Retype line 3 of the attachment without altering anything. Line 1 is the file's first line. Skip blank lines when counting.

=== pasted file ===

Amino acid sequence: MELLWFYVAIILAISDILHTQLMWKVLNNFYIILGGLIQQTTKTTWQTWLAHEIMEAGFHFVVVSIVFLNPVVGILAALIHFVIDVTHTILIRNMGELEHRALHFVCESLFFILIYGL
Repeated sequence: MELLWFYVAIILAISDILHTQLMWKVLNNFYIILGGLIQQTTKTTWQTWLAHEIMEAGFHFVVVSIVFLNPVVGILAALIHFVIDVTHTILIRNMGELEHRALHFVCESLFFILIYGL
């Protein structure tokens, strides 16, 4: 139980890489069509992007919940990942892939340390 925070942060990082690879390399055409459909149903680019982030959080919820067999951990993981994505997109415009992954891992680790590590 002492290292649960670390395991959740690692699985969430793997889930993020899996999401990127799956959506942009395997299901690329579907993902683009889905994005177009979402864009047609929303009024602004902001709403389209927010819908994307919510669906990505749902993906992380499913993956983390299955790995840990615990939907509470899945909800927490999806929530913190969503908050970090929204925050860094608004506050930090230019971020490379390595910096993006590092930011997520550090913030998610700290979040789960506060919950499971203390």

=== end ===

């Protein structure tokens, strides 16, 4: 139980890489069509992007919940990942892939340390 925070942060990082690879390399055409459909149903680019982030959080919820067999951990993981994505997109415009992954891992680790590590 002492290292649960670390395991959740690692699985969430793997889930993020899996999401990127799956959506942009395997299901690329579907993902683009889905994005177009979402864009047609929303009024602004902001709403389209927010819908994307919510669906990505749902993906992380499913993956983390299955790995840990615990939907509470899945909800927490999806929530913190969503908050970090929204925050860094608004506050930090230019971020490379390595910096993006590092930011997520550090913030998610700290979040789960506060919950499971203390």